Presenting a great Venture Capital pitch is critical to getting the follow-up appointment and beginning due diligence.  Most teams never make it past this critical step.  Why?


I haven’t seen your pitch yet, but if you didn’t get the follow-up meeting you were hoping for, here are some of the reasons why.

1)      You didn’t practice enough.

  1. Most teams go through their pitch just a few times. When have you practiced enough?

i.      You can give your pitch with no more than ten seconds variation in each presentation. ii.      You don’t read ANY of the words. iii.      You don’t look at the screen – it’s just a hint for you to know what you need to say. iv.      You don’t hunt for words, because you’ve already gone through them and carefully crafted them.

2)      Your slides don’t tell a story.

  1. Version 1.0 Decks have the basics, but don’t flow smoothly.
  2. Tell a story to Engage the audience
  3. Teach them something
  4. Make it FLOW rather than just going through ten slides.

3)      You didn’t engage the audience when you presented.

  1. LOOK at the audience, not your slides.
  2. When you know your pitch cold, you can comfortably engage.
  3. Make eye contact with four segments of the room.
  4. No demos, videos, etc. that distract from YOU.
  5. Only ONE presenter- don’t trade-off in the middle.
  6. Ask questions, tell jokes, etc.

4)      You took too long.  For a five minute pitch with five minutes of Q&A, here’s how to look at your time use.  Talk too much and you won’t have time for questions – a sure loser strategy.  (Adjust proportionately for 7, 10, 12, 15, 20 minute pitches, etc.)

  1. “Death Zone”                    7+ minutes
  2. “Cutting it Close”              6-7 minutes
  3. “Optimum”                         5-6 minutes

5)      Your timing was off.

  1. A really great pitch has PAUSES at key points to emphasize what’s important.
  2. Don’t appear rushed
  3. Be in CONTROL of time so that you focus on what’s important.
  4. Some slides took up to one minute – way too long.
  5. Break long slides up into multiple smaller ones.
  6. Average should be about 20-30 seconds per slide.

6)      You failed at Q&A

  1. Take your full five minutes and don’t run off the stage if there’s a five second pause.
  2. Engage the audience
  3. Refer to the “last slide” to prompt audience for more questions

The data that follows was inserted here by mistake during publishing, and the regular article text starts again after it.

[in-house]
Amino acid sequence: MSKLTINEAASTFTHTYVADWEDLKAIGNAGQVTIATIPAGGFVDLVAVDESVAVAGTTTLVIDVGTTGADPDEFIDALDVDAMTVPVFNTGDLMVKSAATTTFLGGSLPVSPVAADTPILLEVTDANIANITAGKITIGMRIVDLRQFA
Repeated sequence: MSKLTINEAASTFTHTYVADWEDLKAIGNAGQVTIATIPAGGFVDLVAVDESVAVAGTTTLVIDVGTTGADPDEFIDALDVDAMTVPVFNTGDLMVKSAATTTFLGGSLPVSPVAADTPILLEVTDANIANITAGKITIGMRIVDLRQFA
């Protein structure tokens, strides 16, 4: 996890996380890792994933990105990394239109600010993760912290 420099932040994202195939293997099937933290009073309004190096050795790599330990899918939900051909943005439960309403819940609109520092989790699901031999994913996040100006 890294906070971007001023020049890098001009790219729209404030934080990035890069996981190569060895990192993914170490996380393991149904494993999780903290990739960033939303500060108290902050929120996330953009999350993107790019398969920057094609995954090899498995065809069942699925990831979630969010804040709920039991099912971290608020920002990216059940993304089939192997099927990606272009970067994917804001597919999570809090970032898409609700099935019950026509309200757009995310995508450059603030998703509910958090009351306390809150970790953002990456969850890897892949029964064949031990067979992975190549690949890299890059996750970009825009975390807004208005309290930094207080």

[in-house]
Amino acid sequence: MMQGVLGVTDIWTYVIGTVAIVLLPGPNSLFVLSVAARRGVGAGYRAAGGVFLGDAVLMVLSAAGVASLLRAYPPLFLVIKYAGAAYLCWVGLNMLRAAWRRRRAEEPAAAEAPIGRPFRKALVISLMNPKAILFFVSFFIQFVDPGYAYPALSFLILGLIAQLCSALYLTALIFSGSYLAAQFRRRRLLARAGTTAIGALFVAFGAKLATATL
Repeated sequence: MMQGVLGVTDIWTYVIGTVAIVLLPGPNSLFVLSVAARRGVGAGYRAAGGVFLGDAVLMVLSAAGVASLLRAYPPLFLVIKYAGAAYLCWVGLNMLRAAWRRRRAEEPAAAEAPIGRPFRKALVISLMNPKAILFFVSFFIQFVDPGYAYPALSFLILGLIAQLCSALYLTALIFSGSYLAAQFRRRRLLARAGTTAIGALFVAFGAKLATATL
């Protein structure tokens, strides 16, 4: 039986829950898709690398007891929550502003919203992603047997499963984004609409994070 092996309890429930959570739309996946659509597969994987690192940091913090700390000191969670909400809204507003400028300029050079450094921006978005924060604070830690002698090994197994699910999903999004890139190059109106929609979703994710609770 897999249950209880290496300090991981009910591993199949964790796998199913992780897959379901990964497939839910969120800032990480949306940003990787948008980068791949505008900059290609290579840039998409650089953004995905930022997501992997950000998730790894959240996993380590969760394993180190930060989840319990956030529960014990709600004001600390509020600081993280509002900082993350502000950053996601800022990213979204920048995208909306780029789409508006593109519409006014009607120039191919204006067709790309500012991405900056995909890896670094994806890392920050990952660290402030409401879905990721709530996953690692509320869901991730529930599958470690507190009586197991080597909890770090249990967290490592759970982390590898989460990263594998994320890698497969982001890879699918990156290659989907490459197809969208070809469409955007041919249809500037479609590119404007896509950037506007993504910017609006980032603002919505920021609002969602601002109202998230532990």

4. Have back pocket slides to answer complex questions or to elaborate if there are no questions.
  5. If no questions, say “one thing people often ask…” and talk about something great about your company.
  6. Answer with about the same pace as your pitch deck – 20-30 seconds per question.

7)      You didn’t start by “building a box” and ending with a killer final slide.

  1. Engage the audience at the beginning and use the first slide.
  2. If the audience doesn’t know what your topic is, they won’t be actively listening.
  3. Build a conceptual framework (box) so that the audience knows what you’re talking about in the first 15-20 seconds.  (Some pitches it takes up to two minutes = bad!)
  4. Last Slide has summary of key points to prompt questions.

8)      After your pitch the audience has no idea how you are going to Execute.

  1. Have a clear path from Point A to Point B with a strategic plan
  2. Don’t just assume your proforma numbers will happen, tell us HOW.
  3. Focus on the most difficult challenges you have and talk about your solutions.

9)      You didn’t address the Risks.

  1. Identify your top three risks.
  2. Provide a MITIGATION strategy for each.
  3. Show that you are thinking about RISK because you can be sure the investors are.

10)   You’ve pitched me, but I still don’t get your deal.

  1. What are the terms of your deal?
  2. How much are you raising?
  3. What kind of security?
  4. Exit strategy
  5. Valuation


Peter Adams
is co-author of Venture Capital for Dummies (John Wiley & Sons. 2013)  available at Amazon, Barnes and Noble and your local book store.  Peter serves as the Executive Director of the Rockies Venture Club, America’s oldest angel investing group. RVC is a non-profit organization furthering economic development  whose companies raised over $23 million in the past year. RVC’s connects investors and entrepreneurs through conferences (Angel Capital Summit and Colorado Capital Conference), networking events, angel investing educational offerings and facilitation of Colorado’s largest angel investor groups. Peter is the founder of the Biz Girls CEO Development Program for high school age girls and is an Adjunct Professor in the Colorado State University EMBA program. Peter holds a BA Degree from Colorado College, PhD/ABD from University of Colorado and an MBA from Regis University.

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